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Although curved pipes are used in a wide range of applications, flow in curved pipes is relatively less well known than that in straight ducts. This paper presents a computational fluid dynamics study of isothermal laminar single-phase flow of water in a hollow helical pipe at various Reynolds numbers. The ranging of Reynolds numbers of fluid was from 703.2 to 1687.7. The three dimensional governing equations for mass and momentum have been solved. It was found that with increasing Reynolds number and creation of centrifugal forces, a high velocity and pressure region occurs between two tubes, at the outer side of the hollow helical pipe walls. Friction factor decreases as the tendency for turbulence increases.

Although curved pipes are used in a wide range of applications, flow in curved pipes is relatively less well known than that in straight ducts. In recent years, Helical coiled tubes have been more attention because of their practical applications such as compactness, easy manufacture and high efficiency in heat and mass transfer. They are extensively used in compact heat-exchangers, heat-exchanger network, heating or cooling coils in the piping systems, intake in air-crafts, fluid amplifiers, coil steam generators, refrigerators, nuclear reactors, thermo siphons, and other heat transfer equipment involving phase change, chemical plants as well as in the food and drug industries [

In particular, helical coils are also used as steam generators in some “generation IV” nuclear reactors like IRIS [

During the designing and operating processes of helical coiled tubing steam generators, the prediction of pressure drop of single-phase flow and two-phase mixtures is an essential step for the adjustment of pump pressure head and even calculation of heat transfer conditions. Despite considerable progress that has been made in the past several decades this, and many different correlations (such as that of Berger and Talbot [

Naphon and Wongwises [

M. Moawed [_{o} (Pitch of coil tube/Outer diameter of coil tube), the higher values of Nusselt number can be obtained with a high value of D/d_{o} (Coil diameter/Outer diameter of coil tube) while the small value of Nusselt number can be obtained with a small value of D/d_{o}.

Austen and Soliman [

Choi et al. numerically studied the steady laminar flows in coiled hollow ducts and observed the evolution of secondary flow and the effect of radius ratio on the flow development. It was concluded that the flow in a curved hollow duct was not necessarily fully developed earlier when the radius ratio was larger owing to the complicated interaction between the viscous and centrifugal forces [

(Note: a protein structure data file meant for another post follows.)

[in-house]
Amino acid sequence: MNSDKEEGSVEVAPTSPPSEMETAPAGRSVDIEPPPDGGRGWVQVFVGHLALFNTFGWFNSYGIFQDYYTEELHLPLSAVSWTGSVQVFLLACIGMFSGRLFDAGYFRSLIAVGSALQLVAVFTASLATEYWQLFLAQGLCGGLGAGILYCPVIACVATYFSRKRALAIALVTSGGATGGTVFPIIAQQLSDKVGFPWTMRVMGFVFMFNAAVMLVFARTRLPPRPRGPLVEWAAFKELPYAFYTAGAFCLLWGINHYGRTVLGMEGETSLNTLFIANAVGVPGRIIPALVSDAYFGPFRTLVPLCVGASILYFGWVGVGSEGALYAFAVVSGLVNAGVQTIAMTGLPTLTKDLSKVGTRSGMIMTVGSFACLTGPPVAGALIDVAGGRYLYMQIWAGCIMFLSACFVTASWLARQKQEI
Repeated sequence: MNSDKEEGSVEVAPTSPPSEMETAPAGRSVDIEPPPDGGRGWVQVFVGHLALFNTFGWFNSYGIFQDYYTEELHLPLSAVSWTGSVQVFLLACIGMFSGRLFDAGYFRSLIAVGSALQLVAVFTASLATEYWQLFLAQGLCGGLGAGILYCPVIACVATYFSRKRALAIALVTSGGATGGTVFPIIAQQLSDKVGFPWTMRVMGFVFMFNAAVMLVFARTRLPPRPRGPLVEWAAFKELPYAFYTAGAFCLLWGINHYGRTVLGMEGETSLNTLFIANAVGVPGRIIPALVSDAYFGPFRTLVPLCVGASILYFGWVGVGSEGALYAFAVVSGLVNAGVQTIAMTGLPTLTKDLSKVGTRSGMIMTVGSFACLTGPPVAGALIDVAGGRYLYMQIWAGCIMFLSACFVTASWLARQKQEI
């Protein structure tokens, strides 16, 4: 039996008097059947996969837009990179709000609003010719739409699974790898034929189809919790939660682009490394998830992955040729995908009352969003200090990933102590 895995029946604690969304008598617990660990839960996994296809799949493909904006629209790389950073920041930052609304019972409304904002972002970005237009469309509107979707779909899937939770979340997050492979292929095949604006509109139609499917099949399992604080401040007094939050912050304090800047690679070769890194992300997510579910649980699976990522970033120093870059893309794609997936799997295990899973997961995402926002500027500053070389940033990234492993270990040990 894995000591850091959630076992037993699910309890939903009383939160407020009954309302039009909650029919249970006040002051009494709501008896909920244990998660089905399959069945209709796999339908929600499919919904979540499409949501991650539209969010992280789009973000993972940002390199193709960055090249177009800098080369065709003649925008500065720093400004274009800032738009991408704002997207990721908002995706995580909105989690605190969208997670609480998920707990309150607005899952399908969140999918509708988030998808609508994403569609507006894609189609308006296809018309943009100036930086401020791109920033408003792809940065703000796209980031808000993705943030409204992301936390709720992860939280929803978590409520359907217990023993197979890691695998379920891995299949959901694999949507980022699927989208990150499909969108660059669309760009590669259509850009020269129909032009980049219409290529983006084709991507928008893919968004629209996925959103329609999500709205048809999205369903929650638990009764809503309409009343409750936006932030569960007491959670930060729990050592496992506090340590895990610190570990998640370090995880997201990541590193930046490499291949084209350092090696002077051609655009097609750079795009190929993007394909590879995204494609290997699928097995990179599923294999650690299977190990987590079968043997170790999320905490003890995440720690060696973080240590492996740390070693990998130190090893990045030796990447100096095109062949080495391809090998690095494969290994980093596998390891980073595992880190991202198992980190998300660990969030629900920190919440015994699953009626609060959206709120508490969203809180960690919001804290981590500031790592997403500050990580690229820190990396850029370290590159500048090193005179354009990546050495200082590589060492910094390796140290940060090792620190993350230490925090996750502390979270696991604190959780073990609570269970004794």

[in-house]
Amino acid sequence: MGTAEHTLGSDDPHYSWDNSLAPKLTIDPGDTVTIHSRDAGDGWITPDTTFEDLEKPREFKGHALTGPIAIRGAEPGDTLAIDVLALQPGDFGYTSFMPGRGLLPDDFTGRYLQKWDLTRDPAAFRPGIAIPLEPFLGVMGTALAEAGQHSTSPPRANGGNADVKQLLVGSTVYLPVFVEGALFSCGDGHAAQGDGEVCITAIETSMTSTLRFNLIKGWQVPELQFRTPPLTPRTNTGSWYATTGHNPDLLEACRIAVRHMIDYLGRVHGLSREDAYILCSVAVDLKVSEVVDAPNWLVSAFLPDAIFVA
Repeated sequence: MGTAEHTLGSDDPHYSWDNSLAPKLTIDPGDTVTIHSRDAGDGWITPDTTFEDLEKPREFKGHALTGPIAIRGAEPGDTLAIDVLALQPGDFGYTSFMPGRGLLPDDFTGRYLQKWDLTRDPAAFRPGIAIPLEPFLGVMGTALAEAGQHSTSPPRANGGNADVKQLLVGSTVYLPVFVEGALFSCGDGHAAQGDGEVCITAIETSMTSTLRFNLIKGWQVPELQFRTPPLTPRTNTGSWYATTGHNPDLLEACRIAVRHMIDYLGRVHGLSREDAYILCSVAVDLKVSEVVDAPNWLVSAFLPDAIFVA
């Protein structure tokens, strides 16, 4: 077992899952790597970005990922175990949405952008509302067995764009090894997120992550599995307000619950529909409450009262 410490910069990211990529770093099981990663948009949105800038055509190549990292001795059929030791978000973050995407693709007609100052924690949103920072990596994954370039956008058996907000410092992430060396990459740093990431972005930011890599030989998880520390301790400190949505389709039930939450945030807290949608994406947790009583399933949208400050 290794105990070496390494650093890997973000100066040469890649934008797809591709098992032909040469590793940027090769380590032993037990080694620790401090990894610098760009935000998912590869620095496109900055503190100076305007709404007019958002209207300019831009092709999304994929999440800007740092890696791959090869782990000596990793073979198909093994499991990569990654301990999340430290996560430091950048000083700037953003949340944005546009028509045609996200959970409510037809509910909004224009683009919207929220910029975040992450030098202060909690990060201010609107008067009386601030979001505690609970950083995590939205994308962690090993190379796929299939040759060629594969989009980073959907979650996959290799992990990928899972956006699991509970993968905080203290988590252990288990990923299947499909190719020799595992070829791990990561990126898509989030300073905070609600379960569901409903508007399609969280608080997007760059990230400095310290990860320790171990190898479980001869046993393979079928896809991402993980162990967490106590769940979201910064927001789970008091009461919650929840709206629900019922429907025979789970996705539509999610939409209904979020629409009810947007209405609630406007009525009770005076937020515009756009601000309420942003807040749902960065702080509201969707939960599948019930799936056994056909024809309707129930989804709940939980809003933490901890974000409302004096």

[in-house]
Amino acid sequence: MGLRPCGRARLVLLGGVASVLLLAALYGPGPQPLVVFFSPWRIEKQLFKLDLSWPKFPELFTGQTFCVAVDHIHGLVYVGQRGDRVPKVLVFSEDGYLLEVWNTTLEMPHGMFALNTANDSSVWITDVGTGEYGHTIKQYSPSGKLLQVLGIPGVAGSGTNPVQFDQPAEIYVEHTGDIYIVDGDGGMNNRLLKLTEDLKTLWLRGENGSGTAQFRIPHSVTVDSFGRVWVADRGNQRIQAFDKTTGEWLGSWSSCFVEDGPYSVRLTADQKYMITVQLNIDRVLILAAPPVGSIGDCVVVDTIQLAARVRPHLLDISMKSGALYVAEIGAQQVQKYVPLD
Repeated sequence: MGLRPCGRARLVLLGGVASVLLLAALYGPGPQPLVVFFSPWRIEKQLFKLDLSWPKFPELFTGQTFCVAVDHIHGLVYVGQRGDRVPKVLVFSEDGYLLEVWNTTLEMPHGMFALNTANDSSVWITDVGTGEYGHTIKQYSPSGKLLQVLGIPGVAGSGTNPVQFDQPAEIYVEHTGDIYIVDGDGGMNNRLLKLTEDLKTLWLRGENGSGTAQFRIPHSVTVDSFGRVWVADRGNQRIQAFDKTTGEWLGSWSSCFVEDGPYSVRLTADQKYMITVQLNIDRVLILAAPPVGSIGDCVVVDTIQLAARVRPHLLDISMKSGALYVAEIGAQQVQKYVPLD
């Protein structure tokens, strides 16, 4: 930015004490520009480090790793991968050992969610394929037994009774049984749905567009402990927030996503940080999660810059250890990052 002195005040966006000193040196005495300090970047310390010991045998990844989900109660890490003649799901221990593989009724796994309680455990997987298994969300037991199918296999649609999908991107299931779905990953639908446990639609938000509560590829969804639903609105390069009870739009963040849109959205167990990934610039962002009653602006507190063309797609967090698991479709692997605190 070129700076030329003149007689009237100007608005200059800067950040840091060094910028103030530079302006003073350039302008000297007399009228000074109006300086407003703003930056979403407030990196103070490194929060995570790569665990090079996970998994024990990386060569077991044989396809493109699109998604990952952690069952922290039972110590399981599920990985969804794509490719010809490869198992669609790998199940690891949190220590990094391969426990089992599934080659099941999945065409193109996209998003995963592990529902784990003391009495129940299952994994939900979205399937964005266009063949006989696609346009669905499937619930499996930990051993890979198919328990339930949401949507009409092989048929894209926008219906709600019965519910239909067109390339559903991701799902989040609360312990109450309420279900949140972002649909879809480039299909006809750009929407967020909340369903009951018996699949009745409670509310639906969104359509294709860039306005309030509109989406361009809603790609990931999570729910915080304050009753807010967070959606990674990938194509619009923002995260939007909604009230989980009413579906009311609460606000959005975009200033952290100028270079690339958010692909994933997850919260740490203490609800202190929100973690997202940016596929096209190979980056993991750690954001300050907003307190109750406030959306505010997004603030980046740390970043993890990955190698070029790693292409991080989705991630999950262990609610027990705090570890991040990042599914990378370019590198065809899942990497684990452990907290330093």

The schematic of hollow helical pipe

At the inlet according to different Reynolds numbers for laminar flow, corresponding normal speeds were used. No turbulence option was chosen for analysis (laminar flow). At outlet, pressure boundary condition was applied. No slip boundary condition was used at walls.

Convergence criterion of 1.0E−5 for RMS of all of the equations was used. Hybrid scheme was used for discretization of all equations and SIMPLEC algorithm was used for pressure-velocity coupling. The effect of gravitational force is applied in this analysis. In this analysis, a superficial velocity of 0.101, 0.113, 0.162 and 0.243 ms^{−1} for Reynolds numbers of 703.2, 787.6, 1125.3 and 1687.7 at the inlet are specified, respectively.

The friction factor for single phase flow is determined using:

The contour plots of velocity at different positions

The contour plots of pressure gradient at different positions

Friction factor of laminar single liquid phase flow of water in hollow helical pipe versus various Reynolds number

. Values of friction factor versus Reynolds number with computed average and mean average errors.

Reynolds No. | f (CFD Method) | f (Experimental) | AE^{a} |
---|---|---|---|

703.2 | 0.153 | 0.16 | 0.04375 |

787.6 | 0.161 | 0.17 | 0.05294 |

1125.3 | 0.089 | 0.1 | 0.11 |

1687.7 | 0.065 | 0.079 | 0.1772 |

MAE^{b} | 0.09597 |

^{a}; ^{b}; NP, number of data points.

It seems that the friction factor results can be predicted with reasonable accuracy in the complete laminar flow regions. The critical Reynolds numbers predicted by Srinivasan’s equation (Srinivasan et al. 1970) is 1139 for this test section.

The calculated and experimental values of friction factor with computed average and mean average errors can be observed in

Therefore, we would like to present and suggest a new technique namely CFD method, for simulation and prediction of various processes in industrial applications. In this approach, we are able to design the best geometry of equipments in different industries with the highest accuracy and maximum of efficiency.

Laminar single-phase of water flow through a hollow helical pipe is simulated using computational fluid dynamics (CFD) model. It was found that centrifugal forces created a high velocity region at the outer side of the hollow helical pipe walls. The acceleration forces acting on the fluid flow in the pipe create high pressure region at outer side of the pipe wall. Friction factor decreases with tend to increasing turbulency, although the results of MAE of correlations—CFD model showed a very close values compared with experimental data.